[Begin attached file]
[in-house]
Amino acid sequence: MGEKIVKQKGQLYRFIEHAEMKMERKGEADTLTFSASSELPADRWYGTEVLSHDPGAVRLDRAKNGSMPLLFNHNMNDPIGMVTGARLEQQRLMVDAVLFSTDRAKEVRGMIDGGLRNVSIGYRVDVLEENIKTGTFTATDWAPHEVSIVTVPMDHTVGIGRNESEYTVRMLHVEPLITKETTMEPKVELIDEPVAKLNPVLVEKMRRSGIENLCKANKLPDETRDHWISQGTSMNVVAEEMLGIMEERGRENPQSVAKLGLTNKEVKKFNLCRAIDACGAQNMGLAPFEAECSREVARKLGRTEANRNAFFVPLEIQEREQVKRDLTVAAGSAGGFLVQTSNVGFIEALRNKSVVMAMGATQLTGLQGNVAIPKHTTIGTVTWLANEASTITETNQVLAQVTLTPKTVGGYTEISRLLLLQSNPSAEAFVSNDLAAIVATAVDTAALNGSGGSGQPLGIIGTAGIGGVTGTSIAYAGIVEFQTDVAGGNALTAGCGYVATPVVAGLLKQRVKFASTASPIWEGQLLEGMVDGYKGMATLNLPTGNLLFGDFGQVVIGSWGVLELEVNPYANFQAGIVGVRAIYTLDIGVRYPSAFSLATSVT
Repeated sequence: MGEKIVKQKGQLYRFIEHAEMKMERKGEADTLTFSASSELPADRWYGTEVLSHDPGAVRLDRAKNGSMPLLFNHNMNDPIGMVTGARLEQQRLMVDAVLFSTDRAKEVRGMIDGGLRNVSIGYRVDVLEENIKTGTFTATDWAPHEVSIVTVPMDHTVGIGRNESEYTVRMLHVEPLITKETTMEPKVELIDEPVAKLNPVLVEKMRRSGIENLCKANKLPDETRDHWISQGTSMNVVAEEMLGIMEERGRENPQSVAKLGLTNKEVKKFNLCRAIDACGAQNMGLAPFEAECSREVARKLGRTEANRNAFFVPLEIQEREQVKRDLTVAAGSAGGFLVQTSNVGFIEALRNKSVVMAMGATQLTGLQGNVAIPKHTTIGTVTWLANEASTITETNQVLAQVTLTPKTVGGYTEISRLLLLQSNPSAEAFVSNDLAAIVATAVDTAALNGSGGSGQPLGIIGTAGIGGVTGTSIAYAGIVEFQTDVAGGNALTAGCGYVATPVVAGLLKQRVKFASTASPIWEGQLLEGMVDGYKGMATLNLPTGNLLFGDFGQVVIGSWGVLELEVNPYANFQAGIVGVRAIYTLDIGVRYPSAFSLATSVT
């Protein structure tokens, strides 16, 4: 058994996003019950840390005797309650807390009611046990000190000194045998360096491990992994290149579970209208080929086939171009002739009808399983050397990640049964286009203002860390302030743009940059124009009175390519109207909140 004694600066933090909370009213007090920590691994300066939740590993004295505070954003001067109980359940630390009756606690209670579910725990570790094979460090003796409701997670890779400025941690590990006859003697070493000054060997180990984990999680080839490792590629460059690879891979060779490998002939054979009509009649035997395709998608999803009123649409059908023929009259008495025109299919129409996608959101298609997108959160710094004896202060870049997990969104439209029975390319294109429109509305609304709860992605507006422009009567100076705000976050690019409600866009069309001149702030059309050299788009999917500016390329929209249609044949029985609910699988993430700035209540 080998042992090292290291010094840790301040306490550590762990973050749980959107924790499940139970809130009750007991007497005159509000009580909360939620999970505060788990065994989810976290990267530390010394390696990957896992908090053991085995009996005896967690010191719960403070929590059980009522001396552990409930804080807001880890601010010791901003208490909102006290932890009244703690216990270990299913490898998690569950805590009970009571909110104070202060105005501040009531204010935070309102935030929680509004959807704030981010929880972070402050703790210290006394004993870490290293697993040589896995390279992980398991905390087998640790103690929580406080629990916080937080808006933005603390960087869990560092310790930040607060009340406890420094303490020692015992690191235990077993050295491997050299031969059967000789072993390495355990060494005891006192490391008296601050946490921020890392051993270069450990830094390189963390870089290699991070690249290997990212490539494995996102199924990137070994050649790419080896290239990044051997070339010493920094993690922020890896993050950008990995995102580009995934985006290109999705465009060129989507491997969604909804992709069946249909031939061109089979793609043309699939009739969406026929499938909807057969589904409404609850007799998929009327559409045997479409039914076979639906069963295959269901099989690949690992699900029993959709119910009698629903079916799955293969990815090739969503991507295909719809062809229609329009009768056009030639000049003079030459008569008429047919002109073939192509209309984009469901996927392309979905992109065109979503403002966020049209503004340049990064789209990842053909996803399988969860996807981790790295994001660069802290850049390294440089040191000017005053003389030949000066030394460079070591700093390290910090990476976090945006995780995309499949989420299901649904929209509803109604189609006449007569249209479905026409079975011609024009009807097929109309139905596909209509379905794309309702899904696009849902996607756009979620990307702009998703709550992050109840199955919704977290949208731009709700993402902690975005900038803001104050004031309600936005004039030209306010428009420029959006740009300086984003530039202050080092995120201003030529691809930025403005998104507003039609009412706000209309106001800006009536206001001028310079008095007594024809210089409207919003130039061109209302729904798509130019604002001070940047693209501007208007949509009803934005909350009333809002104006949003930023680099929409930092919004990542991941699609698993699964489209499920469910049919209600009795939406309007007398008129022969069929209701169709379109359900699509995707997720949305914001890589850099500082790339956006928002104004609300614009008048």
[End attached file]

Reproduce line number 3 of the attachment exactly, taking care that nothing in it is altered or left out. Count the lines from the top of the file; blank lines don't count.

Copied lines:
Repeated sequence: MGEKIVKQKGQLYRFIEHAEMKMERKGEADTLTFSASSELPADRWYGTEVLSHDPGAVRLDRAKNGSMPLLFNHNMNDPIGMVTGARLEQQRLMVDAVLFSTDRAKEVRGMIDGGLRNVSIGYRVDVLEENIKTGTFTATDWAPHEVSIVTVPMDHTVGIGRNESEYTVRMLHVEPLITKETTMEPKVELIDEPVAKLNPVLVEKMRRSGIENLCKANKLPDETRDHWISQGTSMNVVAEEMLGIMEERGRENPQSVAKLGLTNKEVKKFNLCRAIDACGAQNMGLAPFEAECSREVARKLGRTEANRNAFFVPLEIQEREQVKRDLTVAAGSAGGFLVQTSNVGFIEALRNKSVVMAMGATQLTGLQGNVAIPKHTTIGTVTWLANEASTITETNQVLAQVTLTPKTVGGYTEISRLLLLQSNPSAEAFVSNDLAAIVATAVDTAALNGSGGSGQPLGIIGTAGIGGVTGTSIAYAGIVEFQTDVAGGNALTAGCGYVATPVVAGLLKQRVKFASTASPIWEGQLLEGMVDGYKGMATLNLPTGNLLFGDFGQVVIGSWGVLELEVNPYANFQAGIVGVRAIYTLDIGVRYPSAFSLATSVT